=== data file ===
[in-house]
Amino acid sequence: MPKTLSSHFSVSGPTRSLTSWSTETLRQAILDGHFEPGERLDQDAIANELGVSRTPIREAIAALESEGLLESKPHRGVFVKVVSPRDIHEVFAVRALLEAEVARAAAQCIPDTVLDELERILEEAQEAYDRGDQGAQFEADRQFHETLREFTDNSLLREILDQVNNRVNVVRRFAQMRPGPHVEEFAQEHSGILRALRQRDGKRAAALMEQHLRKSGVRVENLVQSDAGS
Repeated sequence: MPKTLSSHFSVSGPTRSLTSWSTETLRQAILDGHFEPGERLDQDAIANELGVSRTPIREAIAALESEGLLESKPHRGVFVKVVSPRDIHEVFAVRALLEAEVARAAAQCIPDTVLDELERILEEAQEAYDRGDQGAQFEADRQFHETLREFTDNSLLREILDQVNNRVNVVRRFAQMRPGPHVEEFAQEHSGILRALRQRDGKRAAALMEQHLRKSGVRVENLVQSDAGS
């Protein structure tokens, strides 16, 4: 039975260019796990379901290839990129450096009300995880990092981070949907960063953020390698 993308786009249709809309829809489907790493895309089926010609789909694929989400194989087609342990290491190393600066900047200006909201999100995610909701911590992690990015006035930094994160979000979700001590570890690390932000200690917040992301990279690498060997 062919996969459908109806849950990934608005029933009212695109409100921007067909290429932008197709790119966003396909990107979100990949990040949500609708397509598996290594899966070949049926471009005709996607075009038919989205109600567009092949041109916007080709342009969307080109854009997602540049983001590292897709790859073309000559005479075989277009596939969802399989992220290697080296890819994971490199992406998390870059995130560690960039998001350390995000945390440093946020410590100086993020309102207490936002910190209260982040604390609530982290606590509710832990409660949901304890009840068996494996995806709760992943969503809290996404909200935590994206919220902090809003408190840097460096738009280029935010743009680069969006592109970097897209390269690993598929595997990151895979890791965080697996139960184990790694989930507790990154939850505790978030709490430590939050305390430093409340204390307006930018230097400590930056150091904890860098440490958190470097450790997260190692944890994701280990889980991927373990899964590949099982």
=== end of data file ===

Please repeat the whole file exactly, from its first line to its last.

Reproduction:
[in-house]
Amino acid sequence: MPKTLSSHFSVSGPTRSLTSWSTETLRQAILDGHFEPGERLDQDAIANELGVSRTPIREAIAALESEGLLESKPHRGVFVKVVSPRDIHEVFAVRALLEAEVARAAAQCIPDTVLDELERILEEAQEAYDRGDQGAQFEADRQFHETLREFTDNSLLREILDQVNNRVNVVRRFAQMRPGPHVEEFAQEHSGILRALRQRDGKRAAALMEQHLRKSGVRVENLVQSDAGS
Repeated sequence: MPKTLSSHFSVSGPTRSLTSWSTETLRQAILDGHFEPGERLDQDAIANELGVSRTPIREAIAALESEGLLESKPHRGVFVKVVSPRDIHEVFAVRALLEAEVARAAAQCIPDTVLDELERILEEAQEAYDRGDQGAQFEADRQFHETLREFTDNSLLREILDQVNNRVNVVRRFAQMRPGPHVEEFAQEHSGILRALRQRDGKRAAALMEQHLRKSGVRVENLVQSDAGS
């Protein structure tokens, strides 16, 4: 039975260019796990379901290839990129450096009300995880990092981070949907960063953020390698 993308786009249709809309829809489907790493895309089926010609789909694929989400194989087609342990290491190393600066900047200006909201999100995610909701911590992690990015006035930094994160979000979700001590570890690390932000200690917040992301990279690498060997 062919996969459908109806849950990934608005029933009212695109409100921007067909290429932008197709790119966003396909990107979100990949990040949500609708397509598996290594899966070949049926471009005709996607075009038919989205109600567009092949041109916007080709342009969307080109854009997602540049983001590292897709790859073309000559005479075989277009596939969802399989992220290697080296890819994971490199992406998390870059995130560690960039998001350390995000945390440093946020410590100086993020309102207490936002910190209260982040604390609530982290606590509710832990409660949901304890009840068996494996995806709760992943969503809290996404909200935590994206919220902090809003408190840097460096738009280029935010743009680069969006592109970097897209390269690993598929595997990151895979890791965080697996139960184990790694989930507790990154939850505790978030709490430590939050305390430093409340204390307006930018230097400590930056150091904890860098440490958190470097450790997260190692944890994701280990889980991927373990899964590949099982």